Cult Activities - Miracles

Miracle after death Miraculous protection - of communities, towns, armies

Cult Activities - Relics

Bodily relic - entire body

Cult Activities - Cult Related Objects



Aurelius Prudentius Clemens (348–after 405) was a Christian aristocrat from Calahorra in the Spanish province of Tarraconensis. He was a high official in the imperial bureaucracy in Rome, but withdrew from public life, returned to Calahorra, and dedicated himself to the service and celebration of God. Most of what we know about his biography comes from the preface to the ensemble of his works, which can be reliably dated to 404 (Cunningham 1966, 1-2), and other autobiographical remarks scattered throughout his works (for a detailed discussion, see Palmer 1989, 6-31). He composed several poetical works, amongst them the Peristephanon (literally, On the Crowns [of the Martyrs]), a collection of fourteen poems of different length describing martyrdoms of saints. We do not know exactly at which point in his literary career Prudentius wrote the preface (possibly at the very end, just before publication); for attempts at a precise dating of the Peristephanon, see Fux 2013, 9, n. 1. The poems in the Peristephanon, written in elegant classical metres, deal mainly with martyrs from Spain, but some of them are dedicated to saints of Rome, Africa and the East. The poems were widely read in the late antique and medieval West, and had a considerable influence on the diffusion of cult of the saints included. In later periods they were sometimes used as hymns in liturgical celebrations and had an impact on the development of the Spanish hymnody. Some indications in the poems suggest that they were written to commemorate the saints on their feast days, but Prudentius probably did not compose them for the liturgy of his time. Rather, they probably provided 'devotional reading matter for a cultured audience outside a church context' (Palmer 1989, 3; see also Chapter 3 in her book).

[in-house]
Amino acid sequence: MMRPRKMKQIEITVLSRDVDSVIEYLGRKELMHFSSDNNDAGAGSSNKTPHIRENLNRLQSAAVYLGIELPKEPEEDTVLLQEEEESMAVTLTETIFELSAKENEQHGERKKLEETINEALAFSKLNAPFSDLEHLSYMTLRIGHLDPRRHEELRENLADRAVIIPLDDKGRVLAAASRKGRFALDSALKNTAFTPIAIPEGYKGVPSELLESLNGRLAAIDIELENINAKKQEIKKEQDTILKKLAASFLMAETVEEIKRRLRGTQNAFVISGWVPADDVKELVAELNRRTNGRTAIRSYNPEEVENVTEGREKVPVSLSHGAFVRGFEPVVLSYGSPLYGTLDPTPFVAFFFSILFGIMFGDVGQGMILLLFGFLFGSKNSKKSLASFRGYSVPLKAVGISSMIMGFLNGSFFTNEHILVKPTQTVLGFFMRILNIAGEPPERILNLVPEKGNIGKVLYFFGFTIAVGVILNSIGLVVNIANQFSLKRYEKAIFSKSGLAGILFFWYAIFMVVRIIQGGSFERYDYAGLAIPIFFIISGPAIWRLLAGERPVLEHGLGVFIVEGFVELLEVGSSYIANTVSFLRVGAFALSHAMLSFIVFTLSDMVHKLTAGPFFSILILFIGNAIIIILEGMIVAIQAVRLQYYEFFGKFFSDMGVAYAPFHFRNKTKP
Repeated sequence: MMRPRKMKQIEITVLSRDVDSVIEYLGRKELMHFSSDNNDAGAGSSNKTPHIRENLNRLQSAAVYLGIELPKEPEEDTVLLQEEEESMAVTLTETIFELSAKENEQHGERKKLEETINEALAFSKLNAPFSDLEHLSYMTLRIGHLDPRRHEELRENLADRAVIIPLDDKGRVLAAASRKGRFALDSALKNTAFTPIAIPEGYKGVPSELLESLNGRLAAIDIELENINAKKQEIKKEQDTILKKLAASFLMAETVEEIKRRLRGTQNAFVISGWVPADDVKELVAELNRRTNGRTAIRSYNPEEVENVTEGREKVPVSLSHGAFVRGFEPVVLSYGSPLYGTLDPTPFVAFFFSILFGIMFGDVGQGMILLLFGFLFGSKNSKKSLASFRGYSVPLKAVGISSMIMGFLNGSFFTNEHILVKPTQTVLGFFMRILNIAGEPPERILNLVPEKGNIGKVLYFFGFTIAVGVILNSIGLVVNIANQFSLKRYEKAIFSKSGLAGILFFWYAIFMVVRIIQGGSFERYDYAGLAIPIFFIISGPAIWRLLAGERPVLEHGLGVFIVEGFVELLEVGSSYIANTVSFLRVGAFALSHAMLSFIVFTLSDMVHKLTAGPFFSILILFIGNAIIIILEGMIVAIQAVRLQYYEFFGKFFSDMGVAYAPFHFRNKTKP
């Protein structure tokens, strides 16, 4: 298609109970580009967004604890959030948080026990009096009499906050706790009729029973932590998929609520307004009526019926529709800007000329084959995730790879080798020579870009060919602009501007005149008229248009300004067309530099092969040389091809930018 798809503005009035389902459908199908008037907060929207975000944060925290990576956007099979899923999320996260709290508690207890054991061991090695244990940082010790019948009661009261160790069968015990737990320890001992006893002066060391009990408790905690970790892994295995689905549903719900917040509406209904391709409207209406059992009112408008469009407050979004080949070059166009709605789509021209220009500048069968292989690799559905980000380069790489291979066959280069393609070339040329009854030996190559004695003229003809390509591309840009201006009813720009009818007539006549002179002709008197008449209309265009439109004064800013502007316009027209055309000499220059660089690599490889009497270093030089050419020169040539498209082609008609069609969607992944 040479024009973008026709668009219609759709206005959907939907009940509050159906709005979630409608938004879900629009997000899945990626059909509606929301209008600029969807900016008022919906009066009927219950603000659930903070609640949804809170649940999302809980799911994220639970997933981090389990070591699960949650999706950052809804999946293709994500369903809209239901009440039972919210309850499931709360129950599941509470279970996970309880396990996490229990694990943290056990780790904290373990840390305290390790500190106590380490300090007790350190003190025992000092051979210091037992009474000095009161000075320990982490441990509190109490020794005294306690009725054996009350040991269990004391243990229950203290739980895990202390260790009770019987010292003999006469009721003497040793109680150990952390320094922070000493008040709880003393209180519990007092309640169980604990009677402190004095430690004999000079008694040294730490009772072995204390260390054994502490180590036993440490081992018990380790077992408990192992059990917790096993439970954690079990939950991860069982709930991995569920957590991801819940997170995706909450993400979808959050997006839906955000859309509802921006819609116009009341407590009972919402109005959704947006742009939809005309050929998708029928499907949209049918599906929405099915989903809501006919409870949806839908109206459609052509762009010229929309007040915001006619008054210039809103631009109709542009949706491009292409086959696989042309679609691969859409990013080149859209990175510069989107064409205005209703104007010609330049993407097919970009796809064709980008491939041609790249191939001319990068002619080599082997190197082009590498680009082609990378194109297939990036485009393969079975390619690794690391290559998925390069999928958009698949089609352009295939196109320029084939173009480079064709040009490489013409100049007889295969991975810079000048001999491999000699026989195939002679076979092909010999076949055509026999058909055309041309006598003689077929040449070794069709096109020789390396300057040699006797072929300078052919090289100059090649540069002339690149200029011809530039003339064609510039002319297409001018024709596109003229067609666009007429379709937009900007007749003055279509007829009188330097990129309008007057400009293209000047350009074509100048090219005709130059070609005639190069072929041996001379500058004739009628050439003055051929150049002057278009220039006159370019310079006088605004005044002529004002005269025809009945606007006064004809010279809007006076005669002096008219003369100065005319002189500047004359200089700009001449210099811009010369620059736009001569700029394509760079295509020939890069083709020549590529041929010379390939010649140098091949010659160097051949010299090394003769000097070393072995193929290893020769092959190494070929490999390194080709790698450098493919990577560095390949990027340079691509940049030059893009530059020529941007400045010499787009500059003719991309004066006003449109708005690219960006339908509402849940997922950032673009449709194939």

On the hymn see E00787. The quoted passages stress twice the special connection between Eulalia and the city of Mérida, the town where the saint was born and martyred. They also give insight into an interesting cult practice, that of bringing fresh flowers to the tomb and the altar erected over it within Eulalia's shrine. Eulalia was martyred in December, but Prudentius argues that the genial winter allows offerings to the saint of baskets of flowers. From the second passage, we also learn about the richly decorated and colourful floor in the saint's shrine, which Prudentius juxtaposes with the flowers brought to her tomb; he describes his own florid verses as a further gift to Eulalia.


Editions of the Peristephanon: Cunningham, M.P., Prudentii Carmina (Corpus Christianorum Series Latina 126; Turnhout: Brepols, 1966), 251-389. Bergman, J., Prudentius, Carmina (Corpus Scriptorum Ecclesiasticorum Latinorum 61; Vienna, 1926), 291-431. Translations of the Peristephanon: Eagan, C., Prudentius, Poems (Fathers of the Church 43; Washington D.C.: Catholic University Press, 1962), 95-280. English translation. Thomson, H.J., Prudentius, vol. 2 (Loeb Classical Library; London Cambridge, Mass: W. Heinemann; Harvard University Press, 1953), 98-345. Edition and English translation. Further reading: Fux, P.-Y., Prudence et les martyrs: hymnes et tragédie. Peristephanon 1. 3-4. 6-8. 10. Commentaire, (Fribourg: Academic Press, 2013). Malamud, M.A., A Poetics of Transformation: Prudentius and Classical Mythology (Ithaca: Cornell University Press, 1989). Palmer, A.-M., Prudentius on the Martyrs (Oxford: Clarendon Press, 1989). Roberts, M., Poetry and the Cult of the Martyrs: The "Liber Peristephanon" of Prudentius (Ann Arbor: University of Michigan Press, 1993).

Usage metrics

    Evidence -  The Cult of Saints in Late Antiquity



    Ref. manager